On Saturday, five curious MAYAns attended the Health 2.0’s first east coast code-a-thon in Washington, DC We hadn’t done anything like this in the past and we weren’t sure what to expect, but boy what a wonderful experience across many fronts.
The Health 2.0 team, Georgetown University, the many partners and sponsors did a fabulous job bringing together folks from across the spectrum, (technologists, policy-makers, data experts, etc) interested in addressing the growing challenges in health care.
The day kicked off with Todd Park, CTO of HHS, giving an inspiring talk to highlight the challenges and the awesome work that HHS is doing to meet them. He focused on setting up HHS to “move the needle” on the most pressing challenges in the health care space. Just like the National Oceanic and Atmospheric Administration (NOAA) collects weather data and disseminates it so weather stations (and organizations like the weather channel, etc.) and other consumer and commercial businesses can reap the benefits, Park wants to enable smart companies to create the useful and usable products and services that make the biggest impact for people using HHS data as a foundation. Park noted that he’d like to “make HHS the NOAA” of user centered health data. Big thinking, and it sounded exactly like the right model for moving forward.
Todd Park’s call to action fired up the MAYA team and we knew if we followed our Human Centered Design approach (rather than just thinking about the data geek stuff) we’d come up with a contender.
Code-a-thons are structured as competitions, where each team has a set amount of time to develop and build a solution towards a given problem. For the Health 2.0 event, the goal was to utilize the health data available to solve some challenge in the health care space. The challenge was intentionally open-ended, and it was inspiring to see the range of ideas that all the teams developed.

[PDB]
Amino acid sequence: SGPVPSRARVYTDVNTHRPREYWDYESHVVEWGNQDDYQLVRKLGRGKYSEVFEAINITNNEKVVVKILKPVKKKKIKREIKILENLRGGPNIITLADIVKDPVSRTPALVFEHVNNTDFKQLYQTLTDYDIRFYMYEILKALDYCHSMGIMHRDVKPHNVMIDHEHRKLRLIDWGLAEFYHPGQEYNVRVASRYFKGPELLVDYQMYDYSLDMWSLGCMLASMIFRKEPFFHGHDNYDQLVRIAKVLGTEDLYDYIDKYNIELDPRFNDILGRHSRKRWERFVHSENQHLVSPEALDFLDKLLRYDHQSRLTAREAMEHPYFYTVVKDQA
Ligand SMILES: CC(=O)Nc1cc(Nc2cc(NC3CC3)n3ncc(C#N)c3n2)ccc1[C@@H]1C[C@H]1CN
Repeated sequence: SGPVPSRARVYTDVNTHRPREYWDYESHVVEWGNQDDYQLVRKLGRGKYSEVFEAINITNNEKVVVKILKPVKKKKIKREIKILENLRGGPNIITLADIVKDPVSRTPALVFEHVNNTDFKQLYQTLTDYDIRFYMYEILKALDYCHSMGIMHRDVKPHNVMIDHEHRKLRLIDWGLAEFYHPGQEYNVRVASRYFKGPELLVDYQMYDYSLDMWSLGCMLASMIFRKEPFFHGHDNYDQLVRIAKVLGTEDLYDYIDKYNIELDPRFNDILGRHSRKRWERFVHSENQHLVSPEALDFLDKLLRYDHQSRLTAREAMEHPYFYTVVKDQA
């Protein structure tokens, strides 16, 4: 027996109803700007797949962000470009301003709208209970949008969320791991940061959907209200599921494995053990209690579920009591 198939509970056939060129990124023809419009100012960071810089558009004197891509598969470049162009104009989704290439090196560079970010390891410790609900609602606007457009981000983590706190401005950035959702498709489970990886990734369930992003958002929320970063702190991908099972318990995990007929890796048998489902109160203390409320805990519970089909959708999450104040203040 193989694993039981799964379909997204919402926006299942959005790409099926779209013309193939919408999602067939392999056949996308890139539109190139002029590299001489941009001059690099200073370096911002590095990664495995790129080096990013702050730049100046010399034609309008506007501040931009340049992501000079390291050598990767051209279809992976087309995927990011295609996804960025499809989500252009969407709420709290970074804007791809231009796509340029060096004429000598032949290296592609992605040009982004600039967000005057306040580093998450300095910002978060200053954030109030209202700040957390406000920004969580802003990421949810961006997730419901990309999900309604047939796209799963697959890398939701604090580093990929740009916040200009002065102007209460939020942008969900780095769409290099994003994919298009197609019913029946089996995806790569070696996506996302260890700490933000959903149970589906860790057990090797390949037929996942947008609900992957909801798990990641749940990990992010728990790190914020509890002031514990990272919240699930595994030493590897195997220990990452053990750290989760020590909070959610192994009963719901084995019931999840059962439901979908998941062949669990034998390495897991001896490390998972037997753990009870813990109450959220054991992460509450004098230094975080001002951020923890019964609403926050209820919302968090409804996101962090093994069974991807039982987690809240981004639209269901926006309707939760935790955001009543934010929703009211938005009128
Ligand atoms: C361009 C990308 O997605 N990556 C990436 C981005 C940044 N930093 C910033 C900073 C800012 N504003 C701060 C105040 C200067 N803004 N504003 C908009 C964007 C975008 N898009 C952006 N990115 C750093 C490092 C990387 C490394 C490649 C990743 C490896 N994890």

Given only six hours from concept to delivery, MAYA’s team jumped in with our tried-and-true method: find the room with the most whiteboards and start drawing pictures based on real user challenges! We knew we wanted to focus on healthy eating and address the issue of childhood obesity. With the Health 2.0 data sets in hand, we realized there was a wealth of data, like the USDA’s Food Environment Atlas, illuminating the dire issue of “food deserts” in the US. These food deserts represent neighborhood where residents have limited access to healthy, affordable food, because the traditional big-box grocery stores or farmer’s markets were simply too far away.
We know that healthy eating is paramount to stemming the epidemic of a host of chronic conditions like diabetes and cardiovascular disease in America. Studies show this is costing us billions. For examples, just look at the rate of newly diagnosed cases of Type II diabetes in the 10-19 year old population. It’s frightening, and we started wondering what few of the millions of small improvements we could make to the situation, would drive change.